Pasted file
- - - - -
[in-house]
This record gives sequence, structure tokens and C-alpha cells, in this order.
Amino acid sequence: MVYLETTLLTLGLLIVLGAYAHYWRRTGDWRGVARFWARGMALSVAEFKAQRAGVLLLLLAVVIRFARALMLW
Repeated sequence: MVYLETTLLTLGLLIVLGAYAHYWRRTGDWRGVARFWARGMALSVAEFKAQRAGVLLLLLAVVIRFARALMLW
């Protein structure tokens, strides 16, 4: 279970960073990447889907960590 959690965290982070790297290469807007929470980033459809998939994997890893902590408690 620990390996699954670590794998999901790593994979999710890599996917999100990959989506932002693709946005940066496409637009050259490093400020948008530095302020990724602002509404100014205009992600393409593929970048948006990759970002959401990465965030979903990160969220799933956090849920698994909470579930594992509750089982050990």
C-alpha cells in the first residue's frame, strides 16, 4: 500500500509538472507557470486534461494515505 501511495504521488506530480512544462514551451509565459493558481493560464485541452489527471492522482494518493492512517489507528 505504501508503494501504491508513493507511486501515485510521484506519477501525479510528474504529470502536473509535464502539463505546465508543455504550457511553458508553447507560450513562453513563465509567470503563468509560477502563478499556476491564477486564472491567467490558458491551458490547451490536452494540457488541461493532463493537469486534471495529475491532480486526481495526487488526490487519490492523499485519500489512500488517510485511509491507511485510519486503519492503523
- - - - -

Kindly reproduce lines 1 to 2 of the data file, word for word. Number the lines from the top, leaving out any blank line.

[in-house]
This record gives sequence, structure tokens and C-alpha cells, in this order.